Dr. Colleen Carroll works with parents of kids who struggle and hate to read by getting them off the Xbox and TV and onto books, fast. Her international tribe of Innovator parents testify that their kids are now saying, “Mom, I LOVE reading!” after just a few weeks of her techniques. 

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Don’t Overdo the Prep for Going Back To School
August 19, 2016 · Posted in Education, K-5 Kids, Parenting, Preschoolers, Pressure on Children · Permalink · Comments Off

Finding balance between acknowledging that a new grade begins in a months’ time and reveling in summer fun is hard to strike. Here are some ideas about how to do it:

  • Don’t talk about school everyday. Let your child be in the present, without the new school year hanging over their head.
  • Do answer any questions that come up, like, “Will so and so be in my class?” or “Will you stay with me at school”, honestly and simply. No long monologues.
  • Do go and walk by school the week before class begins. Point out landmarks, like the pet store, the deli etc. so you can look for them on the walk to school the first day.
  • Do get a little back pack or lunch box to bring on the first day.
  • Do expect stomach aches, difficulty falling asleep or grumpiness around the first days of school.
  • Do tell stories about your first days of school.
  • Don’t talk about the beginning of school with your peers and assume the kids can’t hear.
  • Do remember that a parent taking their child to school is one of the most important jobs. Try to adjust work schedules so one parent can do drop off at least a few days a week.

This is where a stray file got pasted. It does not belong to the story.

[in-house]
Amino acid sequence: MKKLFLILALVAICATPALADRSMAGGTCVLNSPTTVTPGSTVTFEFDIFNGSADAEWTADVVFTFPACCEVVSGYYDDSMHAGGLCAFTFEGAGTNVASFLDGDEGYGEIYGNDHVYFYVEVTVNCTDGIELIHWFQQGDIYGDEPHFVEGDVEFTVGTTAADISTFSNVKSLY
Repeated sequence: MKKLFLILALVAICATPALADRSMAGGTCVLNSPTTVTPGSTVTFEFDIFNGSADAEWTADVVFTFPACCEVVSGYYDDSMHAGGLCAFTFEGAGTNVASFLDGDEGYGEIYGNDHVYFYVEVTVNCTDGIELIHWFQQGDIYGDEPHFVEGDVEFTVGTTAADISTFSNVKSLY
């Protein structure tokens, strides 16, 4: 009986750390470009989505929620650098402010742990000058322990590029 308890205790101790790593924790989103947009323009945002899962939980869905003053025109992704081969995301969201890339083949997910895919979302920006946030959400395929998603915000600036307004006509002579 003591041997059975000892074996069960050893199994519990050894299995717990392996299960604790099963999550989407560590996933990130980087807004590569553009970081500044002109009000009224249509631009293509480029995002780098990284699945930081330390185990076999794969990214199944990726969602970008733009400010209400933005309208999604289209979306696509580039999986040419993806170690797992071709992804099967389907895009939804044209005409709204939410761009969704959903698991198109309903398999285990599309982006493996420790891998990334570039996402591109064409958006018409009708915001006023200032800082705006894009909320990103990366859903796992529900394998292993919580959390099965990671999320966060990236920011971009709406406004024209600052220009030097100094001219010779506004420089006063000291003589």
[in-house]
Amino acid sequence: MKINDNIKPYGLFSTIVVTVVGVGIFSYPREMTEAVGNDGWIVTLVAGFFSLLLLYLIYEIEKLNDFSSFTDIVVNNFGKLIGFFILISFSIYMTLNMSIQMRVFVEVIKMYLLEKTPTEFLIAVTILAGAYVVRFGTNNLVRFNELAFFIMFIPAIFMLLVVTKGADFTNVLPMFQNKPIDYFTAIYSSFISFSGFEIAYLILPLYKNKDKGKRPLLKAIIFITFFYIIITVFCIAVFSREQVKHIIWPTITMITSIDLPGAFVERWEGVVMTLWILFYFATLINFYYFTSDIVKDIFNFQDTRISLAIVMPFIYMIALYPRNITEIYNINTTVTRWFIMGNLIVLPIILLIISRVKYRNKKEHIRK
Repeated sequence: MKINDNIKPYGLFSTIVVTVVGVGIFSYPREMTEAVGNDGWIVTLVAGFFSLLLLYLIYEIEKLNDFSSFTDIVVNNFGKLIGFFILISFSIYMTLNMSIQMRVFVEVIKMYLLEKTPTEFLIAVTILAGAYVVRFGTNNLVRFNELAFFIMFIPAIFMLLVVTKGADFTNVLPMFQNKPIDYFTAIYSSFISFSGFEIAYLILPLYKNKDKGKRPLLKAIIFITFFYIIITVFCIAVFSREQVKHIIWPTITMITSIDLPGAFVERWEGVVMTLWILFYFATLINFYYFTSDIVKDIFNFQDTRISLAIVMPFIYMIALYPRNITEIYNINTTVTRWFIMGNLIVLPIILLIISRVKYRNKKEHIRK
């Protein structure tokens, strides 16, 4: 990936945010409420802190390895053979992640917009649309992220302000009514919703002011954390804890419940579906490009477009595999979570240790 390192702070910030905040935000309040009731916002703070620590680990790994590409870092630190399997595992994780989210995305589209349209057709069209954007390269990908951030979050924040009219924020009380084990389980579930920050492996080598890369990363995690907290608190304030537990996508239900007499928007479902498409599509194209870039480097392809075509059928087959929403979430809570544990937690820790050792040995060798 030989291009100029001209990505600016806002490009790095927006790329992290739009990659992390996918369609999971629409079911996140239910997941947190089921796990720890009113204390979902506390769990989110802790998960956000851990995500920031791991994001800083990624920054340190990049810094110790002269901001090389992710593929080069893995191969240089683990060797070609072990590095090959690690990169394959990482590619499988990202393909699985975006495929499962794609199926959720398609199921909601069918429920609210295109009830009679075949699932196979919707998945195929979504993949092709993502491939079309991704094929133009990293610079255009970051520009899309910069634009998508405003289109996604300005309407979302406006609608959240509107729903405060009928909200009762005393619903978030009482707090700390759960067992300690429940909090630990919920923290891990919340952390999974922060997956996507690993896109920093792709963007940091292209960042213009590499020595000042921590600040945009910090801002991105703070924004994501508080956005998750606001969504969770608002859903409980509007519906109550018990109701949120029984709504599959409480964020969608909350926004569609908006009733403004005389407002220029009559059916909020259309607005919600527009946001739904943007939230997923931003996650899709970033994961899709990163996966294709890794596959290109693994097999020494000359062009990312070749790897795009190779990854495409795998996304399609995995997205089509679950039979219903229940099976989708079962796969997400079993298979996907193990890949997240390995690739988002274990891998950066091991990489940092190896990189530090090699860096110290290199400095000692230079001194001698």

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Top 5 Ways To Keep Kids Active All Summer Long
July 20, 2016 · Posted in K-5 Kids, Parenting · Permalink · Comments Off


By Laura Young, Energetic Juniors Youth Fitness Trainer

Did the last day of school spring up on you out of nowhere!? Now the kids are home all day, and all they want to do is park themselves on the couch, watch TV, and play video games. Yet they still need to get the recommended daily exercise and experience those physical benefits. How can you get them excited to get moving without making it feel like gym class or a chore? The trick is to meet them on their level. Each child is unique and has their own interests, so we have to find activities that speak to them. Here are a few ideas for how to tap into their interests and get them moving!


  1. Check Out What’s Happening in Your Neighborhood! 


There are an infinite amount of sources out there on the web, but I highly recommend checking out sources such as Timeout.com and DNAinfo.com. Both of these (and countless other sites) will update their calendars with local events and fitness-focused activities catered to kids. TimeOut will often list the best parks or local festivals taking place in your area. Playgrounds are an imaginative space for kids of all ages (yes, adults can be big kids, too); taking your child to the playground allows you to see their strength grow in the most natural of environments.


  1. Get Sports-Specific Personal Training for Kids and Teens!


Just because sports leagues for the school year have finished doesn’t mean your child should lay off training: pre-season conditioning and tryouts are just around the corner. By training for individual sports, they will come back in the fall stronger and better prepared, which coaches will certainly take notice of. Personal training for kids provides individual attention and can lead to seeing visible improvement faster. Kids’ trainers can give coaching tips and techniques to enhance their athletic performance and target their strengths and weakness. Sports-specific training is the most effective method of training for youth athletes. Companies such as Energetic Juniors match kids with seasoned youth trainers.


  1. Create a personal challenge!